Spending so much of my time reviewing CVs from people who are clearly in need of CV writing guidance is very frustrating. Why isn't it obvious to them that their CV won't work? Why can't people see it's too long winded and boring?

Of course the answer lies in the fact that they only have their own CV to consider and it's a matter of pride - and quite fascinating to them - to be able to fill 7 pages all about themselves.

But does anyone else really care? Who needs that level of detail to decide whether an interview should be offered? My own tolerance of unnecessary detail is very limited and confronted by lots of stuff I don't want or need to know, I generally switch off.

What these people are missing is the fact that the CV is not there to GET them the job, but only to create enough interest to get them an interview. That's when they have a chance to GET the job.

So what can you do about it?

Concentrate on the readers' needs; what do they absolutely need to know and what can be left out. If you are applying in response to an advertised vacancy, then the advert itself has all the clues you need, use the requirements they describe as a checklist and show in your response how you meet their needs.

When you send your CV to someone who hasn't advertised its just as important to avoid overwhelming the eventual reader because you are imposing on their time. You should keep it to the minimum and focused entirely on how you can contribute specifically to their business needs.

When a prospective employer goes through a stack of applications, what do they use to cut that stack down? Your CV of course, so it follows that your CV is more likely to work against you than for you!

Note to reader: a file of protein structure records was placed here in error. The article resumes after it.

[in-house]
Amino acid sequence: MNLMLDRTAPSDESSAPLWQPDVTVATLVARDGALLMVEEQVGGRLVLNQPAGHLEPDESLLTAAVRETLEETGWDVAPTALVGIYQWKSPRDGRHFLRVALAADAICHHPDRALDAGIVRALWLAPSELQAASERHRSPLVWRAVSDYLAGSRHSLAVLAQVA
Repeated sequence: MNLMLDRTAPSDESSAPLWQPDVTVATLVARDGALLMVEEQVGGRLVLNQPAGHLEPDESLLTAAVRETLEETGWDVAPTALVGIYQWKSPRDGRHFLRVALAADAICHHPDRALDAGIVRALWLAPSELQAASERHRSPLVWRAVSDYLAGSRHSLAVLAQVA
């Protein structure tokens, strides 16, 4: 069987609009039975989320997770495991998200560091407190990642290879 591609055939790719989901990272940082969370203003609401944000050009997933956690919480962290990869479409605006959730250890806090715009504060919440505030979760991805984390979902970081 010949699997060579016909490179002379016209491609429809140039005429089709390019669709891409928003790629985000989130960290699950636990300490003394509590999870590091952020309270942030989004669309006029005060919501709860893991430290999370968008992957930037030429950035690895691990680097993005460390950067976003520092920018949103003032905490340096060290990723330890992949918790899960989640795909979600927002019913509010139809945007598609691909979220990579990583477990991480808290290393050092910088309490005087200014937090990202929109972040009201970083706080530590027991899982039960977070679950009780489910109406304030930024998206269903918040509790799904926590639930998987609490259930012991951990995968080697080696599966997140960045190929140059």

Provide too much information and one of two things happens:

  • the salient points are lost or are unseen amongst all that detail or
  • they think that's all there is and don't consider the point you might have omitted.

Just about everybody can get a really good CV on two pages of A4 if they keep it to the point i.e. repeatable, relevant achievements with clear chronology.

Keep it free from jargon as you never know who will do the first sift and use job titles that are descriptive and understandable. When you get there, you can always say at interview "my actual job title was..."

Make sure you can be contacted easily, don't leave them having to search for your contact details - address, telephone and email should all be at the top of your document.

Author's Bio: 

Peter Fisher is Coach and Webmaster for www.Your-Career-Change.com where you can find all the CV writing tips and information you need to help you get a great CV.